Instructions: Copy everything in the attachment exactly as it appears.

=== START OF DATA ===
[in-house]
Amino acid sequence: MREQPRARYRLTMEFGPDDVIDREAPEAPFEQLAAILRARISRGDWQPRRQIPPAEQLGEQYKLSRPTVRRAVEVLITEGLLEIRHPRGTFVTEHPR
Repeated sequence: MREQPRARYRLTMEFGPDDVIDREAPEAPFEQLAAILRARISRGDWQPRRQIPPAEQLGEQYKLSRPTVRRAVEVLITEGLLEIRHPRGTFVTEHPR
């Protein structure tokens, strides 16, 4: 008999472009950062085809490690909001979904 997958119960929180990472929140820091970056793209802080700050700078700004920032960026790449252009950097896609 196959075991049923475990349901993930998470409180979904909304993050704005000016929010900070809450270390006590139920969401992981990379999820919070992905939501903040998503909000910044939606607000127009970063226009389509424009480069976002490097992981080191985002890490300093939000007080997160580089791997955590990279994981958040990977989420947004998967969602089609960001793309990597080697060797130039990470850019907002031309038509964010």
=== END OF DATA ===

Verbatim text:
[in-house]
Amino acid sequence: MREQPRARYRLTMEFGPDDVIDREAPEAPFEQLAAILRARISRGDWQPRRQIPPAEQLGEQYKLSRPTVRRAVEVLITEGLLEIRHPRGTFVTEHPR
Repeated sequence: MREQPRARYRLTMEFGPDDVIDREAPEAPFEQLAAILRARISRGDWQPRRQIPPAEQLGEQYKLSRPTVRRAVEVLITEGLLEIRHPRGTFVTEHPR
């Protein structure tokens, strides 16, 4: 008999472009950062085809490690909001979904 997958119960929180990472929140820091970056793209802080700050700078700004920032960026790449252009950097896609 196959075991049923475990349901993930998470409180979904909304993050704005000016929010900070809450270390006590139920969401992981990379999820919070992905939501903040998503909000910044939606607000127009970063226009389509424009480069976002490097992981080191985002890490300093939000007080997160580089791997955590990279994981958040990977989420947004998967969602089609960001793309990597080697060797130039990470850019907002031309038509964010």